The politicians and media and bloggers and podcasters are all in a frenzy right now, spitting out new information, ideas, numbers, explanations, guesses, and theories. The helpful ideas and statistics we hear one day end up being completely altered the next. Information and misinformation are passed along with equal authority by news agencies and well-meaning citizens, and it’s hard to know what the truth is, and how we’re really supposed to be responding.

And I’m not talking about “social distancing”, “washing your hands”, and not buying all the toilet paper at the store. I’m talking about how to respond in our hearts, our minds, our souls. We’re so worried about our bodies these days that it’s easy to forget that humans are far more than just flesh. The damage that can be done to us during this time is not merely physical. Yes, it would be bad to get COVID19, and we should take precautions – but that’s not the only thing that will cause us harm.

We are also intelligent creatures, emotional creatures, and spiritual creatures. It’s entirely possible for us to get through this pandemic without ever getting the Coronavirus, and yet still have permanent scars.

Fear Scars

Fear can cause spiritual sickness and leave permanent scars too. Anyone who has ever experienced trauma, abuse, or has a phobia knows this. The scars aren’t external, but internal. It is easy to be afraid these days – and to let that fear dictate our lives – and for that fear to make permanent changes inside of us. It’s easy to look at the crashing waves before us, to see the upheaval in the land, have our hearts melt within us, and to form beliefs that will cripple us for a long time.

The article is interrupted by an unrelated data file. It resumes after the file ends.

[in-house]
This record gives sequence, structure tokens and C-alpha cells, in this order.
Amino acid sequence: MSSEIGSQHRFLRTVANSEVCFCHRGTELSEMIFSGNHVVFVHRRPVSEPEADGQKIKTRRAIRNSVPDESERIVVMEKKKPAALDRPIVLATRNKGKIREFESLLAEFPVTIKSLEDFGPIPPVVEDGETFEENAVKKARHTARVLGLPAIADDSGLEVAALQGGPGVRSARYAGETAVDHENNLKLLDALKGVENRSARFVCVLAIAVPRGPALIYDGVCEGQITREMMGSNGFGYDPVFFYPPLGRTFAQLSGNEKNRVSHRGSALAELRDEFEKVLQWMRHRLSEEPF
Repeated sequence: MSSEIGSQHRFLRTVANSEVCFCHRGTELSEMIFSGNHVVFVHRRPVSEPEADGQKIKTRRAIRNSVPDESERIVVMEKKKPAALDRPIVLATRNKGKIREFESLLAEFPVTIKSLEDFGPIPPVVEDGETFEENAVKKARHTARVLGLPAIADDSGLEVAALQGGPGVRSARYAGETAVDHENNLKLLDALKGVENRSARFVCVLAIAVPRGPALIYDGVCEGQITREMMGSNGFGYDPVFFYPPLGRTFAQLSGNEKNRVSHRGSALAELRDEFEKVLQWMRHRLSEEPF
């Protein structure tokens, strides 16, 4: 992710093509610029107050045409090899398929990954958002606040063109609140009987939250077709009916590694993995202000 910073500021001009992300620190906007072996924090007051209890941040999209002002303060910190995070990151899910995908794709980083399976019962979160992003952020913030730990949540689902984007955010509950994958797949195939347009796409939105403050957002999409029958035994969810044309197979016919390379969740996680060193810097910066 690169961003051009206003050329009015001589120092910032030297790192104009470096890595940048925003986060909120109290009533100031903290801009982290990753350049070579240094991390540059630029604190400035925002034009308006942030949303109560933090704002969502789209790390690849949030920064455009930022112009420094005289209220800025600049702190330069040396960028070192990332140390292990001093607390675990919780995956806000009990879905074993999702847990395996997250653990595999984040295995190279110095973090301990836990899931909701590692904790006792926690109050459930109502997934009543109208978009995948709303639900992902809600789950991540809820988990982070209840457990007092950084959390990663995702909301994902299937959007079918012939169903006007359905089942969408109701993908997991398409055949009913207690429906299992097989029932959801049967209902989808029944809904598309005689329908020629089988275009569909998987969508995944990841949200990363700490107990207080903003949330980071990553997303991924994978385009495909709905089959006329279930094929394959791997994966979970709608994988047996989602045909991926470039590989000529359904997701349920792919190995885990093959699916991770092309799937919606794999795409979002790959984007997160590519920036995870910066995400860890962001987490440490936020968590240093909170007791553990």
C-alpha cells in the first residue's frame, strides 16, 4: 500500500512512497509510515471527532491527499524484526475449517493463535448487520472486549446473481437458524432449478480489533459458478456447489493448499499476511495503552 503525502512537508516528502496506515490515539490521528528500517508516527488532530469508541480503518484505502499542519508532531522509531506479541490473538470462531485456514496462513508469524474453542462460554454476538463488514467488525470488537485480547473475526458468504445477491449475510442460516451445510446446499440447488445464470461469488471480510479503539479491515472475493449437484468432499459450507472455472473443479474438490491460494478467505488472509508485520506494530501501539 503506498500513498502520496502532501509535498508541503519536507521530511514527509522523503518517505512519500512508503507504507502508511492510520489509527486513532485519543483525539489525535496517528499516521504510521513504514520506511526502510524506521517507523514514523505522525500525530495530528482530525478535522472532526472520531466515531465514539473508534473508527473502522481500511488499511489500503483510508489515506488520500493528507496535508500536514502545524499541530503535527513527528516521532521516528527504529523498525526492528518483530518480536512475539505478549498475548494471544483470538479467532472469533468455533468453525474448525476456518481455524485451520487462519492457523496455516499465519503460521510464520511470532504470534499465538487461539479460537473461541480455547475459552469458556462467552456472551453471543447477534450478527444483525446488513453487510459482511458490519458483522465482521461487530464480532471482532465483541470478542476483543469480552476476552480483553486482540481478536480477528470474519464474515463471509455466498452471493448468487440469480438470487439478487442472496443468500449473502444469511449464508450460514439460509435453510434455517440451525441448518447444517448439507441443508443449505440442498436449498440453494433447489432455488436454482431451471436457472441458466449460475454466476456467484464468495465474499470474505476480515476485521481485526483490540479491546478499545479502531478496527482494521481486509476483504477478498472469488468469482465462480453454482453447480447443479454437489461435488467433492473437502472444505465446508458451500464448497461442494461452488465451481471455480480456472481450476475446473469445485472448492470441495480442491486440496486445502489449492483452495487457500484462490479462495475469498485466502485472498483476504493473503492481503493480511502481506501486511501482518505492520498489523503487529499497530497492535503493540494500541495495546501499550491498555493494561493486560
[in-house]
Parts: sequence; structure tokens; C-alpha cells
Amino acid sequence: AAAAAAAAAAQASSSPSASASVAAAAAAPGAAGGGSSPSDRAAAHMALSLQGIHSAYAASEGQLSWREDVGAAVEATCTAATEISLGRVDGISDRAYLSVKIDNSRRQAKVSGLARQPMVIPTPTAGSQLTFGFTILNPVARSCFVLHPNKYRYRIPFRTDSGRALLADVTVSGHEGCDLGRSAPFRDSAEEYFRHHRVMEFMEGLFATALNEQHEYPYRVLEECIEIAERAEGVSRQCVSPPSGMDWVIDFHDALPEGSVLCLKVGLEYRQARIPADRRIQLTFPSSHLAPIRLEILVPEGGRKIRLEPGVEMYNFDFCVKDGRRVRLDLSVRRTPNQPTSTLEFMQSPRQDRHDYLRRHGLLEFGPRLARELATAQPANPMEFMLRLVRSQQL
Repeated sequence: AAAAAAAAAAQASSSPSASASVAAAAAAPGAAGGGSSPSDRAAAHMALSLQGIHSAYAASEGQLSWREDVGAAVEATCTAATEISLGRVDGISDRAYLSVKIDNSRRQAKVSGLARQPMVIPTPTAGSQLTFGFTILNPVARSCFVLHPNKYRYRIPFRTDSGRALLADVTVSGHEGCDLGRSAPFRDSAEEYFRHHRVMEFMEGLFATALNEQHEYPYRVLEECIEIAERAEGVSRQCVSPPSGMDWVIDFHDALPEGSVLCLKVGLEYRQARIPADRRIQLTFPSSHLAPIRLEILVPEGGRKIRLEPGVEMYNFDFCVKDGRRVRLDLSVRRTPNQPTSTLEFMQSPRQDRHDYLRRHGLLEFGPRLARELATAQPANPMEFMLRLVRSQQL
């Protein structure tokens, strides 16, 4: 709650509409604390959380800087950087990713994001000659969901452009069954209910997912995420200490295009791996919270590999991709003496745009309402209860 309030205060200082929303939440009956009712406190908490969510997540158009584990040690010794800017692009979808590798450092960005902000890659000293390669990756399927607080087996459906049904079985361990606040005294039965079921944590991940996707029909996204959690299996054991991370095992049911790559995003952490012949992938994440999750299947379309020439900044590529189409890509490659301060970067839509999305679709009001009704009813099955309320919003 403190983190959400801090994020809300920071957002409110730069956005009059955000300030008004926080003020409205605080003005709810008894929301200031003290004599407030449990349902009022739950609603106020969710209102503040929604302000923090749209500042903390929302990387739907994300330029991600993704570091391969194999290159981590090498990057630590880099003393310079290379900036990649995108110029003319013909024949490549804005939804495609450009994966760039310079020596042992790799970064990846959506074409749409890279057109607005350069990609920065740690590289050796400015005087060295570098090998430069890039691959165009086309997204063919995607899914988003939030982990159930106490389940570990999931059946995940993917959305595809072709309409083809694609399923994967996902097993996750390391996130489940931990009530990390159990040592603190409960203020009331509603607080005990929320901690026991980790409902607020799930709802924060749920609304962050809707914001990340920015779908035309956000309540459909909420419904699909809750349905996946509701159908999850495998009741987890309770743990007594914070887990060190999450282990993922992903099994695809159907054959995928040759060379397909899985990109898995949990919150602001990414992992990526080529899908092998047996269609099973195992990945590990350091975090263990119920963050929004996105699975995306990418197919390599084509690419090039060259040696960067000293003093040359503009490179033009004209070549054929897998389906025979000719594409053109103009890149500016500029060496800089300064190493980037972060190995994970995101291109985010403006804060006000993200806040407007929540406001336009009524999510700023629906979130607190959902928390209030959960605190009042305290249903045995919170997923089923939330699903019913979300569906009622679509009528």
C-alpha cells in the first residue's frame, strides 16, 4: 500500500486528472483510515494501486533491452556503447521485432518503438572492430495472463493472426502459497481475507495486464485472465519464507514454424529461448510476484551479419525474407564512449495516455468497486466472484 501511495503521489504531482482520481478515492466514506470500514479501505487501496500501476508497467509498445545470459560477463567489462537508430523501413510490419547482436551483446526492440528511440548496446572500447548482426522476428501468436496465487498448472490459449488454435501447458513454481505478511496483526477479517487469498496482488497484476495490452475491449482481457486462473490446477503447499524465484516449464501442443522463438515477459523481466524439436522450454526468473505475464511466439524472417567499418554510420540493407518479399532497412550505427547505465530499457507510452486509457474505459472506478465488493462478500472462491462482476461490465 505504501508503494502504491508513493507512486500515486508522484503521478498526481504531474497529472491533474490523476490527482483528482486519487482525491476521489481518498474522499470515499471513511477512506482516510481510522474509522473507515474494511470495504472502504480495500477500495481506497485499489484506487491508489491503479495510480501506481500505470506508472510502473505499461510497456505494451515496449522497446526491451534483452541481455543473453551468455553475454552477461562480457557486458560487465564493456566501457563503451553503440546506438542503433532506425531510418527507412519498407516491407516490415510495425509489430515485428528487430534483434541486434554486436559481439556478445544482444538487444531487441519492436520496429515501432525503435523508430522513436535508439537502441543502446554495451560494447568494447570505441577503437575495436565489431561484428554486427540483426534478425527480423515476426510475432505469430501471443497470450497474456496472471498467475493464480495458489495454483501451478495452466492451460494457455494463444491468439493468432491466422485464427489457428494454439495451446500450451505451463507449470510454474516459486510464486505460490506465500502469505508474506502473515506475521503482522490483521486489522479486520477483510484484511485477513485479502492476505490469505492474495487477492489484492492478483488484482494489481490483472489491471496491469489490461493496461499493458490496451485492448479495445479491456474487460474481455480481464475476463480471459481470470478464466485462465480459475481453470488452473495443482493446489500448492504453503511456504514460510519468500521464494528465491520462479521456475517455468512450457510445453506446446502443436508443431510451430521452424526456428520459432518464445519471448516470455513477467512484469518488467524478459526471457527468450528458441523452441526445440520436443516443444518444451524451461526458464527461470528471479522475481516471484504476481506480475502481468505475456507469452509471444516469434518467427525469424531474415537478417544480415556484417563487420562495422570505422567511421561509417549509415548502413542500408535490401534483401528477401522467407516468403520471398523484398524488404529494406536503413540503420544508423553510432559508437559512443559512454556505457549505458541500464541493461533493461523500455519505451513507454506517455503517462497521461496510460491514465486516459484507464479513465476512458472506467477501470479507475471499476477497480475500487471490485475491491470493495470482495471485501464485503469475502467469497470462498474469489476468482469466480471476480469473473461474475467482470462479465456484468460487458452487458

The frustration and anger we have against those who were first diagnosed, with those who spread it, with those who refused to self-isolate, who hoard and steal supplies, who are mismanaging the crisis and causing us to lose work and money, or putting people we love in danger – that anger – can start to fester, to spread to the people around you, and that bitterness can infect the people around you causing them to get bitter too. That anger can start to manifest in more permanent scars like divorce, abuse, broken friendships, racism, sexism, ageism – that don’t go away, but stick with us.